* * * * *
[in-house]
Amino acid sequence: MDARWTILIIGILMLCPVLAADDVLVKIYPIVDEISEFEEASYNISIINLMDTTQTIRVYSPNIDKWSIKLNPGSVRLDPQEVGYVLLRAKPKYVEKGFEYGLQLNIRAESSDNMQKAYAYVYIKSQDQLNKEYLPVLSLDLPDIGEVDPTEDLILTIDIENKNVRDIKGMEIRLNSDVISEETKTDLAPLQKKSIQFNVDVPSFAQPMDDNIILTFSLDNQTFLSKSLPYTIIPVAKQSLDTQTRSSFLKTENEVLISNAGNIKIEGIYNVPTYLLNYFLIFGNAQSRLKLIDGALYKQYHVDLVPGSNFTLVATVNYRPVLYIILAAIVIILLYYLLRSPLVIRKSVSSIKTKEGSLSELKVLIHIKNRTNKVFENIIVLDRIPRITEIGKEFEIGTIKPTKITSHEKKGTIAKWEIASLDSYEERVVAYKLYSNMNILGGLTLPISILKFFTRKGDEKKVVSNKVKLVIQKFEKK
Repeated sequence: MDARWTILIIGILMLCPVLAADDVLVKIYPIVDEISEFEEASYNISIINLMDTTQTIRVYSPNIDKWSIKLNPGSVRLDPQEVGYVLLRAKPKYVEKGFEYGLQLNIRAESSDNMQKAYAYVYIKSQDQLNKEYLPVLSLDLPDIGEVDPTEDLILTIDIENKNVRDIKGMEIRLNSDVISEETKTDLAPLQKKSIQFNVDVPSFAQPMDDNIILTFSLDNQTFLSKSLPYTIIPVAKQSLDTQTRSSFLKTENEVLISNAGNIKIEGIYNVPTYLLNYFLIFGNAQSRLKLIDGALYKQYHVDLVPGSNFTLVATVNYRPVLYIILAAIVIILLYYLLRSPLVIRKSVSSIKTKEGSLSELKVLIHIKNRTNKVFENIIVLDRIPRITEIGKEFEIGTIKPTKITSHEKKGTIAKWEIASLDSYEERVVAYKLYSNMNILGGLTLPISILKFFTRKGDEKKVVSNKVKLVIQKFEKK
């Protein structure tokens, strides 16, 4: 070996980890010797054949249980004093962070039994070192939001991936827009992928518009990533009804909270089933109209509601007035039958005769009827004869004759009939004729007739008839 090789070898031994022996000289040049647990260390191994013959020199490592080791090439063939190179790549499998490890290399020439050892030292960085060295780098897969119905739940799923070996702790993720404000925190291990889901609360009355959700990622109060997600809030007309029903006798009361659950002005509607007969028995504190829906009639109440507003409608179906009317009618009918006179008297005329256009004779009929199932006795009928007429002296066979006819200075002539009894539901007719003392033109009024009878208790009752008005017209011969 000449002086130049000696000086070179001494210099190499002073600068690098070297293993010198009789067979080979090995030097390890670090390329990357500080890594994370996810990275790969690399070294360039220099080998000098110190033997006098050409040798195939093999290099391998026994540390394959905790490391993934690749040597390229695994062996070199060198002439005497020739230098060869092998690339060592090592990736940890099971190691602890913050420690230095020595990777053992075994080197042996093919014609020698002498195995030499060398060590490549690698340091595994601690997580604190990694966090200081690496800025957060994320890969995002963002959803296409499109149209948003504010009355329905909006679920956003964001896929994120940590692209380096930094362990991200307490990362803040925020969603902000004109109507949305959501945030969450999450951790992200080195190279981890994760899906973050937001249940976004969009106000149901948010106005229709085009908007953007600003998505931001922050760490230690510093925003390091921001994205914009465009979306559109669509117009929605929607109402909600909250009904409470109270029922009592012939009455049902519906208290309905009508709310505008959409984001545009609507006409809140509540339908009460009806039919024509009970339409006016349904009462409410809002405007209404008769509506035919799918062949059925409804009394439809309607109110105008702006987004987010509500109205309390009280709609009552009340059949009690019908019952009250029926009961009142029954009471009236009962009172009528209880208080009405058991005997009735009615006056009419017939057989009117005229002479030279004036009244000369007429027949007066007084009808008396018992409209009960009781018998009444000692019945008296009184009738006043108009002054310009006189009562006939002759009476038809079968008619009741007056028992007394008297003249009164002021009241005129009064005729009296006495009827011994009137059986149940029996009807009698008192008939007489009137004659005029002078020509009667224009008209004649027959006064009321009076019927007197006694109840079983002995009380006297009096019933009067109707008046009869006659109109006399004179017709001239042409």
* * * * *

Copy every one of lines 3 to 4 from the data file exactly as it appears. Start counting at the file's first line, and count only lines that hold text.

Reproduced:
Repeated sequence: MDARWTILIIGILMLCPVLAADDVLVKIYPIVDEISEFEEASYNISIINLMDTTQTIRVYSPNIDKWSIKLNPGSVRLDPQEVGYVLLRAKPKYVEKGFEYGLQLNIRAESSDNMQKAYAYVYIKSQDQLNKEYLPVLSLDLPDIGEVDPTEDLILTIDIENKNVRDIKGMEIRLNSDVISEETKTDLAPLQKKSIQFNVDVPSFAQPMDDNIILTFSLDNQTFLSKSLPYTIIPVAKQSLDTQTRSSFLKTENEVLISNAGNIKIEGIYNVPTYLLNYFLIFGNAQSRLKLIDGALYKQYHVDLVPGSNFTLVATVNYRPVLYIILAAIVIILLYYLLRSPLVIRKSVSSIKTKEGSLSELKVLIHIKNRTNKVFENIIVLDRIPRITEIGKEFEIGTIKPTKITSHEKKGTIAKWEIASLDSYEERVVAYKLYSNMNILGGLTLPISILKFFTRKGDEKKVVSNKVKLVIQKFEKK
């Protein structure tokens, strides 16, 4: 070996980890010797054949249980004093962070039994070192939001991936827009992928518009990533009804909270089933109209509601007035039958005769009827004869004759009939004729007739008839 090789070898031994022996000289040049647990260390191994013959020199490592080791090439063939190179790549499998490890290399020439050892030292960085060295780098897969119905739940799923070996702790993720404000925190291990889901609360009355959700990622109060997600809030007309029903006798009361659950002005509607007969028995504190829906009639109440507003409608179906009317009618009918006179008297005329256009004779009929199932006795009928007429002296066979006819200075002539009894539901007719003392033109009024009878208790009752008005017209011969 000449002086130049000696000086070179001494210099190499002073600068690098070297293993010198009789067979080979090995030097390890670090390329990357500080890594994370996810990275790969690399070294360039220099080998000098110190033997006098050409040798195939093999290099391998026994540390394959905790490391993934690749040597390229695994062996070199060198002439005497020739230098060869092998690339060592090592990736940890099971190691602890913050420690230095020595990777053992075994080197042996093919014609020698002498195995030499060398060590490549690698340091595994601690997580604190990694966090200081690496800025957060994320890969995002963002959803296409499109149209948003504010009355329905909006679920956003964001896929994120940590692209380096930094362990991200307490990362803040925020969603902000004109109507949305959501945030969450999450951790992200080195190279981890994760899906973050937001249940976004969009106000149901948010106005229709085009908007953007600003998505931001922050760490230690510093925003390091921001994205914009465009979306559109669509117009929605929607109402909600909250009904409470109270029922009592012939009455049902519906208290309905009508709310505008959409984001545009609507006409809140509540339908009460009806039919024509009970339409006016349904009462409410809002405007209404008769509506035919799918062949059925409804009394439809309607109110105008702006987004987010509500109205309390009280709609009552009340059949009690019908019952009250029926009961009142029954009471009236009962009172009528209880208080009405058991005997009735009615006056009419017939057989009117005229002479030279004036009244000369007429027949007066007084009808008396018992409209009960009781018998009444000692019945008296009184009738006043108009002054310009006189009562006939002759009476038809079968008619009741007056028992007394008297003249009164002021009241005129009064005729009296006495009827011994009137059986149940029996009807009698008192008939007489009137004659005029002078020509009667224009008209004649027959006064009321009076019927007197006694109840079983002995009380006297009096019933009067109707008046009869006659109109006399004179017709001239042409």